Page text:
This week I started working on the final section of the game. Now that the first level of the game is more or less done (barring some necessary improvements for the art), I'm now doing the final part of the game. That way, I can easily scale the game by making more or less levels between the two I've made already.
I started by making a section right before the final boss where the player gets a moment to say goodbye to the characters they've recruited on their way.
Click 'Read more' below to read more about the code regarding the conversations.
This week, I've been working on artwork and animations for the first level. They're not all implemented yet (thanks Smash Bros!), but I've got the most important ones in there. There's also no sound yet for most of the animations, including a new song that I'll need to request at some point.
Click 'Read more' to see some of the sprites and the process of creating Viola's animations!
Some of the feedback I've gotten from more senior game designers is that there's lot you have to learn right away in the vertical slice. Attacking, defending, all sorts of spells, items, on top of all the platforming. So it's high-time to show how exactly I plan on introducing the mechanics one by one.
Click 'Read more' to read more about the tutorials!
I believe it was Miyamoto who said that the first level you create should always be the second level. That way, you know exactly how to introduce the mechanics of your game in the first level. I've followed that advice by making the vertical slice a fitting "second level", which means that now, I have to create the first level.
Click 'Read more' to find out a bit more about the first level.
This week, I replaced the text-based introduction with an interactive one. I wanted the player to be part of Viola's frustration, which causes the violin's fantasy world to open up. After this part, the game starts right away with a smaller tutorial level where the player meets Fenrys.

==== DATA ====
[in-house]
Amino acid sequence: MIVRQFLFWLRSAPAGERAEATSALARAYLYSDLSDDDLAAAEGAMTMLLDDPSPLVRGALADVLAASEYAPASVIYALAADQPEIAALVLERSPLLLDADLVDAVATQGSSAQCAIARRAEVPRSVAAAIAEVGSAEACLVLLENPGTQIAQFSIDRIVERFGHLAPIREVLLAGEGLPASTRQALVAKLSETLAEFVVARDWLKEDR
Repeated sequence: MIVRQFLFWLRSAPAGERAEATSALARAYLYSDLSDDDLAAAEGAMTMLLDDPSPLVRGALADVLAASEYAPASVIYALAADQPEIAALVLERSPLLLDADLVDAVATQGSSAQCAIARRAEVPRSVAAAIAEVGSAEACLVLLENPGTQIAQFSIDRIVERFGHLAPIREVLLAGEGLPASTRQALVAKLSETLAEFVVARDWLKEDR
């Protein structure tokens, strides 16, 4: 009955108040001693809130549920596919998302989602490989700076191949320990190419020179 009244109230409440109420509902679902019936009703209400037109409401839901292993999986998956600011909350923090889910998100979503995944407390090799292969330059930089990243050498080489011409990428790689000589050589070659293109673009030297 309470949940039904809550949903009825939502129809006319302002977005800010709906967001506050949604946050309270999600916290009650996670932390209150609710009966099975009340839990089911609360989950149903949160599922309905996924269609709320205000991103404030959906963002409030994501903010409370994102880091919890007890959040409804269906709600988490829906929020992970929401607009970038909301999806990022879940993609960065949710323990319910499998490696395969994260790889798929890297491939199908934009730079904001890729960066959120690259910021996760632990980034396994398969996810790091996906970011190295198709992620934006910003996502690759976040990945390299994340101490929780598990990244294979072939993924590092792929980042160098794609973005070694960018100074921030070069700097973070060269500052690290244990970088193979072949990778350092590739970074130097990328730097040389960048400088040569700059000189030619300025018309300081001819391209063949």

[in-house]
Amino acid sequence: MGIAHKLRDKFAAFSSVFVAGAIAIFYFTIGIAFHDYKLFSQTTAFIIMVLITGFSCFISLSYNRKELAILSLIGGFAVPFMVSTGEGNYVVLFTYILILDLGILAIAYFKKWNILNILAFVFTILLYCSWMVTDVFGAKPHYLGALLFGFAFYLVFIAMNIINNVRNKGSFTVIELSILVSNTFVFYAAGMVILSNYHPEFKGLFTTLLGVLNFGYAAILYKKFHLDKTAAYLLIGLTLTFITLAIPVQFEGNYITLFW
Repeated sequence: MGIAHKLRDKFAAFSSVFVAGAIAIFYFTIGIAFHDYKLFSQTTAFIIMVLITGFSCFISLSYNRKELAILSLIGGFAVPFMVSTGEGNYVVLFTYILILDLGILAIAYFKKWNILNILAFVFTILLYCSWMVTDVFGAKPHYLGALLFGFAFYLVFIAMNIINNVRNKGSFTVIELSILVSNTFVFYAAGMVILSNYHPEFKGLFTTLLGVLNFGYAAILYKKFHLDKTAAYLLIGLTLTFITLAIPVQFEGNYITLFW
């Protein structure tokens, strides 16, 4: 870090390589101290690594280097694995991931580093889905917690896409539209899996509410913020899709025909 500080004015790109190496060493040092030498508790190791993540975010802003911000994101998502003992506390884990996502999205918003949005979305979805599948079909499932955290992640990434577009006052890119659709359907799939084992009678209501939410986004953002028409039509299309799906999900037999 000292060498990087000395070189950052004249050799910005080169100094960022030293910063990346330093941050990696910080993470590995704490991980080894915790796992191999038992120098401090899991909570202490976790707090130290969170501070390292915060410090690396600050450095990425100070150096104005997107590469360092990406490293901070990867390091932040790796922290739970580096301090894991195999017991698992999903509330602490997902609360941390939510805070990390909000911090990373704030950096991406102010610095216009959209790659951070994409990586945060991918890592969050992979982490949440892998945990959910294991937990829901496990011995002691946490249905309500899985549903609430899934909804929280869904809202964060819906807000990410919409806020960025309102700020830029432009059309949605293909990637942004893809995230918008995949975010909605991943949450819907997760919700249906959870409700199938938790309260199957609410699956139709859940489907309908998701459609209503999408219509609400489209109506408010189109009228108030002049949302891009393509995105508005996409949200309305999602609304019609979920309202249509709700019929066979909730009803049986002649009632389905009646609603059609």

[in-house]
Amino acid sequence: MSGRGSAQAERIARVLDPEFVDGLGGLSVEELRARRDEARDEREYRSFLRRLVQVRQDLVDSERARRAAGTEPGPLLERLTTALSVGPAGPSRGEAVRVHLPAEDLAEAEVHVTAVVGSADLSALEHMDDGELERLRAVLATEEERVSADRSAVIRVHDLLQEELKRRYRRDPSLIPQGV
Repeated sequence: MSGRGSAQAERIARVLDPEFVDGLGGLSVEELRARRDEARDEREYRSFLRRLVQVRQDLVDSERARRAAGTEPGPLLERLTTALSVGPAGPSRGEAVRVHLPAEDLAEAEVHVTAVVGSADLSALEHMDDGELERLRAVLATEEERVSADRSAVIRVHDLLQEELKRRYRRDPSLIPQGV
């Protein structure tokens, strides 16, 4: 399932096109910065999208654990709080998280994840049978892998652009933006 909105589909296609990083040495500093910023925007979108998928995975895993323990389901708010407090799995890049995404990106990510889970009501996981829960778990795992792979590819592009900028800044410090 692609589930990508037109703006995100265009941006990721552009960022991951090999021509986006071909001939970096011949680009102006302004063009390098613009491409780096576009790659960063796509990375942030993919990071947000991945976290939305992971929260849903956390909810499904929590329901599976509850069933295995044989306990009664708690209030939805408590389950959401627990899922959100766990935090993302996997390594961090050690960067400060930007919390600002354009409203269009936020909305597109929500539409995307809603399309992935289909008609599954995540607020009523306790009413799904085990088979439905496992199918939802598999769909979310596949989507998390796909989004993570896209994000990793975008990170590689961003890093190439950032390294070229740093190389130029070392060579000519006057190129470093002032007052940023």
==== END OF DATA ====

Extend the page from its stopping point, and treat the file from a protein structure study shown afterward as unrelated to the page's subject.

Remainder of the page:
Click 'Read more' to read more about the introduction.
This week and the last have mostly been spent on contacting publishers (if you're a publisher and you're reading this, hi! Please help Viola!). But I've also been concepting characters and mapping out the game's story and levels. I've created a timelapse to show how I move from a concept sketch to a final sprite.
Click 'Read more' to see all the character concepts I've created this week!
There isn't much to talk about this week. I took one day to submit Viola to a "stimulation fund", looking for a cultural subsidy to fund Viola with. After that, I worked on getting spell animations to work, complete with sound and particle effects. Most of my time was spent actually getting things to work, with only two spells being actually implemented: Viola's.
Crescendos are powerful spells that use their own Crescendo Points, rather than the standard Ability Points used for spells. You gain Crescendo Points by taking damage. The system is based off of Lufia's "Rage" system, combined with the flair of super moves from fighting games.
Battle animations and player feedback is in! The things still missing are animations for spells, as well as their visual and sound effects.
Click 'Read more' to read more about the animations and some of the choices I've made for the battles.
I don't have much to say this week: it's very much what you see is what you get. The story bits in Viola have been upgraded! Animations, sound, music, visual effects, camera work... It's all there! Some polish would still be nice, but I'll have to actually finish up the rest of the game first. Just a few more weeks!
Click 'Read more' below to see more of Viola's story!
This week, equipment! Since Viola has a lot of characters to recruit, I wanted interchangeable equipment that allowed for a lot of customization. So I've created "Gems", stones any character can equip to raise and lower any stat, like Strength, or Magic. This way, every character can match the way you enjoy playing the game!
Read more about Gems by clicking the "Read more" button.